It was just a year ago that we reviewed keyboardist/composer Michael Whalen's breathtaking, new age album, Sacred Spaces. A lush tapestry of sound (all custom developed by this synth whiz) washed over the relaxed compositions, and it would have been easy enough to just think of Whalen as a composer of music for day spas and romantic entanglements (never mind all of his A-list advertising and film/television work). With the release of his new jazz fusion record, Future Shock, though, Whalen is here to put the world on notice: he's a keyboard tour-de-force to be reckoned with.
|Michael Whalen, Future Shock
|Genre:||Jazz Fusion, Prog|
|Production & Engineering:|
Future Shock is a fantastic collection of songs that feature Whalen backed by some insane talent: legendary drummer Simon Phillips, bassist/stick-man Tony Levin, and reeds master, Bob Magnuson. From the opening title track, Future Shock will force you to stand up and take notice. It's a powerful song with an electronica-meets-prog-rock edge that should instantly place Whalen on every keyboard player's radar. The sounds are futuristic and simply fresh, and Whalen deftly combines multiple genres into an instrumental song full of catchy melodies and ripping lead solos.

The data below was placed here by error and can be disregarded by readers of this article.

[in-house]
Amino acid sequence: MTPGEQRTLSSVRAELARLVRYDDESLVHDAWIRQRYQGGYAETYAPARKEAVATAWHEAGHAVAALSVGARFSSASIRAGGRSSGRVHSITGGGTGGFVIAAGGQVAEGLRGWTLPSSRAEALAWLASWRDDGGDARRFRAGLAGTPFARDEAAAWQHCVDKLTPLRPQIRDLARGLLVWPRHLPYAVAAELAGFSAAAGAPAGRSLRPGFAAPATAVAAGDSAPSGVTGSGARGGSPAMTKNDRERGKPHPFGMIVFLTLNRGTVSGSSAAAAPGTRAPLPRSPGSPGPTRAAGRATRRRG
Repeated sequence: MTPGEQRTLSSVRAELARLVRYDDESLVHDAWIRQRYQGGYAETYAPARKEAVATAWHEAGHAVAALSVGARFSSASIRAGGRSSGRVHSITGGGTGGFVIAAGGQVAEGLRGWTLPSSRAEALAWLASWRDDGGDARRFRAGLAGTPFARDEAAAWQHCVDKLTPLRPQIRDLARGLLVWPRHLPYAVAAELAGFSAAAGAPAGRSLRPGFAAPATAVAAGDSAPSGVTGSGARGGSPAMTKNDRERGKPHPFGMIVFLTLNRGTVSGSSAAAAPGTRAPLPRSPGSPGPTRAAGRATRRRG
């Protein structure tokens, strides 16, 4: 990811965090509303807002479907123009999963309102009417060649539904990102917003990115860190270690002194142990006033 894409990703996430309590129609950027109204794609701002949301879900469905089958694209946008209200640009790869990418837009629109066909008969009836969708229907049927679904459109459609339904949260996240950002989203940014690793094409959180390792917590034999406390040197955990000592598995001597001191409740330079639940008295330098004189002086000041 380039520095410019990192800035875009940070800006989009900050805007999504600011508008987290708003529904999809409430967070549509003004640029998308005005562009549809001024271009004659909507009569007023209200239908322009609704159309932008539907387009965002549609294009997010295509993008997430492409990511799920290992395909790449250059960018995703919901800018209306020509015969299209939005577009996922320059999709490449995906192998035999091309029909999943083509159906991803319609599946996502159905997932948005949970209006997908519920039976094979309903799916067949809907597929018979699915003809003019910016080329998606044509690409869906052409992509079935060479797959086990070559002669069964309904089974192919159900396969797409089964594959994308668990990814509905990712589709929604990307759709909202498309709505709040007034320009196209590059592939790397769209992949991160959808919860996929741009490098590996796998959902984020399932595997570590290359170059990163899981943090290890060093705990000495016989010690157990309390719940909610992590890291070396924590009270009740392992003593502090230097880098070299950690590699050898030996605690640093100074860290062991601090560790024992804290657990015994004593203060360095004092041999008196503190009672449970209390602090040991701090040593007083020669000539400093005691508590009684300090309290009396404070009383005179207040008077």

The balance of the record delves into other styles that veer away from the title track's pop-meets-rock-like nature and embrace more traditional contemporary/light jazz at times. Tracks like the song "Memories of You" are cloaked in disguise. To start, you might easily assume this is just another easy listening, familiar, light jazz tune, but then Whalen reveals some of his favorite rock inspirations as the song takes a left turn into a Doobie Brothers tribute jam midway through.
Other tracks like "Poly Jam" are full of big keyboards and vintage analog synth goodness (ELP anyone?), big drums, and big grooves, while others like "Wanderlust" fuse jazz with elements of progressive rock. Whalen lets his fan flag fly again on "Miracle Mile" with a nod to Donald Fagen.
There's not a weak song in the bunch, and Whalen even manages to sneak a small guitar part in here and there. Our only complaint if we had to make one is that the title track is such a unique sounding and exceptional piece of instrumental music that crosses multiple genre boundaries that we'd love to hear further exploration of that sound. The irony is not lost on us that it opens with some ethnic instrumentation that harkens back to classic Peter Gabriel music. I wonder if Tony got that feeling, too, the first time he heard the track?
Overall, Future Shock is going to be one of the most talked about instrumental keyboard records of the year, and it should appeal to a very broad range of listeners. Add this to Whalen's collection of diverse works over the years and you'll discover an amazing talent who has flown under the radar for far too long.
Order Michael Whalen's new release, Future Shock, here.